How Are The Disparities In The Social And Emotional Spheres Resolved At The End Of 'Emma'?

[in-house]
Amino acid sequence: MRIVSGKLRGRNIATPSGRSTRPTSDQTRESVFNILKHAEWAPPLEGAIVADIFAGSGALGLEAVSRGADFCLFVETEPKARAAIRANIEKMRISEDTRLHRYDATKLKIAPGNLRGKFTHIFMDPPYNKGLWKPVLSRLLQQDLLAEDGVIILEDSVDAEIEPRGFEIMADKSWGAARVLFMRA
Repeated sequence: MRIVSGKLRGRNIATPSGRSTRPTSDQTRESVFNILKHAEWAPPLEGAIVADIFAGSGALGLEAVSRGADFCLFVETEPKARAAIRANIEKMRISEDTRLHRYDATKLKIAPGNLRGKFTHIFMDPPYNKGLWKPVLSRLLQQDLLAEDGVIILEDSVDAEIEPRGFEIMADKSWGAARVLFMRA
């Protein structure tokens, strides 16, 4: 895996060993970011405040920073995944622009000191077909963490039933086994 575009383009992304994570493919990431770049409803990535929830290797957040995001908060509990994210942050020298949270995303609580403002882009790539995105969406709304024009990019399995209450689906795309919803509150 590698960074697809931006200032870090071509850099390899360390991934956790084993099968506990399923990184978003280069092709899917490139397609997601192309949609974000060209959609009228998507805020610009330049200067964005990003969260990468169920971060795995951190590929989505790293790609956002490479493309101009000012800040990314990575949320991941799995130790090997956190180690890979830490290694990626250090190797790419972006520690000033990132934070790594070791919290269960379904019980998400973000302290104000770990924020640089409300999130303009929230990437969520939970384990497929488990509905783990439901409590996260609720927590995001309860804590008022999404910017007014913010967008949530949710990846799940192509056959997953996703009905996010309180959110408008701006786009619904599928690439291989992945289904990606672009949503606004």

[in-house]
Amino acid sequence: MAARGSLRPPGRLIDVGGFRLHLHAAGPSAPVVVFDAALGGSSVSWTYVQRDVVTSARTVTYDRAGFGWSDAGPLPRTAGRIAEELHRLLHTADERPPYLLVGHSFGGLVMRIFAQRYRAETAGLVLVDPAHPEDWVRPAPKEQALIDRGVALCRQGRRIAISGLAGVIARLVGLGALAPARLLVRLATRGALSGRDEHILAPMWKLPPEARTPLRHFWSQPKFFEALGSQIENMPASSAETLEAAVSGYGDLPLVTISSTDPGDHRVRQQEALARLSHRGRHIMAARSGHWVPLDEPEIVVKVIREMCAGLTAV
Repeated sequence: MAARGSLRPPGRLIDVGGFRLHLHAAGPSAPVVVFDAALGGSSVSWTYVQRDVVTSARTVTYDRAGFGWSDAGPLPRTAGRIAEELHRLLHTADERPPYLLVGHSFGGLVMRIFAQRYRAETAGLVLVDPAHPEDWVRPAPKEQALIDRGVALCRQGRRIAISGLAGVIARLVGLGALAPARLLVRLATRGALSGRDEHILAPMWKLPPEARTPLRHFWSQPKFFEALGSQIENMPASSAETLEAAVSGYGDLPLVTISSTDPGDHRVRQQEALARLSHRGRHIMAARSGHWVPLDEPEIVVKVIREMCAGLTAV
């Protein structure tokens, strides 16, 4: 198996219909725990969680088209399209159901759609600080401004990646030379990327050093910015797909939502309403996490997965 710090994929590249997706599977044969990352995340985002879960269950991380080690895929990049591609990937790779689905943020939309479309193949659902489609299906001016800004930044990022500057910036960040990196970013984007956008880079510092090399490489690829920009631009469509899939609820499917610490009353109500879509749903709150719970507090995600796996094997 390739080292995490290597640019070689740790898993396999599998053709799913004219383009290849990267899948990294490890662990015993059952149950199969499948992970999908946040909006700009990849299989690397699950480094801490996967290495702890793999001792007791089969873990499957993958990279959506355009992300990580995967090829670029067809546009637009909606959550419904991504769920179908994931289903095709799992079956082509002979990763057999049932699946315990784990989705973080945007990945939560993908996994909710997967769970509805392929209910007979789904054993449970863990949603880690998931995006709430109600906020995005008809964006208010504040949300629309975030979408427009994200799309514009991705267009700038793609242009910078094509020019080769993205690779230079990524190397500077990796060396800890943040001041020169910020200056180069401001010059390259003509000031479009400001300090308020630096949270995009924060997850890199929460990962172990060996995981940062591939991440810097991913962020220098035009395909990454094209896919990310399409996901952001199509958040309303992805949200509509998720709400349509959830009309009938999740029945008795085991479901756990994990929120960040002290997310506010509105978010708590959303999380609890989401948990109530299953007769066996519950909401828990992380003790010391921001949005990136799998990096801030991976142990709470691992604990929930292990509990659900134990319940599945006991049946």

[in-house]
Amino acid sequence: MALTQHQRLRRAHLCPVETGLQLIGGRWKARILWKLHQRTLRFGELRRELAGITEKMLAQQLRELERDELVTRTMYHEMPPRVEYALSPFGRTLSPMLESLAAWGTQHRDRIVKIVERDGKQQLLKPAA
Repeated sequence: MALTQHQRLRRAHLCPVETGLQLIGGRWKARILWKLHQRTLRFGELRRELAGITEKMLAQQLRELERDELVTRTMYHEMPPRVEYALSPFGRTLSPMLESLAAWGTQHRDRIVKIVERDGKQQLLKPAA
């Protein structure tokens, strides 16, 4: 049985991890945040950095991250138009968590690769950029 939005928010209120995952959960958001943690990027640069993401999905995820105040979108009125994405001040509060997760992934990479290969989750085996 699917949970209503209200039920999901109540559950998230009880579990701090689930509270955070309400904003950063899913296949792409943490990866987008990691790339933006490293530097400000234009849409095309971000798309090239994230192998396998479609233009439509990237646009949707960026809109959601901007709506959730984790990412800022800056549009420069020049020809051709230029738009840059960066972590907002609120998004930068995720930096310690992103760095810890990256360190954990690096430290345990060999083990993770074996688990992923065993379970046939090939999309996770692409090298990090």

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Discuss how disparities in the social and emotional spheres are resolved at the end of the novel. Is it possible to establish any parallels between the two? Although there is no published prequel to Emma, every reader must imagine their own. The key to Emma’s character may lie in the period of her life before the story opens. Although it was only sixteen miles from London, ‘Hartfield’ (and Highbury) was a fairly ‘closed’ society. We know that ‘The Woodhouses were in first consequence there’ ( 1 - page 9 ) but Emma’s father was extremely introverted, hypochondriac, fragile and conservative. Emma would have ‘frequented’ very few houses in the area, she had few companions of her own age and her experience of education through a single governess would have been limiting. When the novel opens, Emma is not described in glowing terms. Although she has had the many advantages of a privileged background and she is handsome (1 – page 7) and highly intelligent, she is also ‘self-willed and self-deluding, too accustomed to having her own way, too attached to her own opinions; and in the early stages of the book at least, an insufferable snob’ ( 2 - page 99 ). Unlike other Austen heroines, Emma is financially very secure and it is perhaps for this reason that she shows no immediate concern for her own marriage prospects. Hartfield is a well established house but hardly flamboyant. Mr. Woodhouse shows excessive concern for his chickens and can wax lyrical on the virtues of ‘thin gruel’. Within this safe environment Emma plays out her ‘comedy of manners’ ( 8) The courtship between her governess Miss Taylor and Mr. Weston would have been an interesting one for Emma. Miss Taylor would have been very aware of the possible hurt she could cause by leaving the Woodhouse household. She had become a close friend and confident of Emma’s. I imagine that Miss

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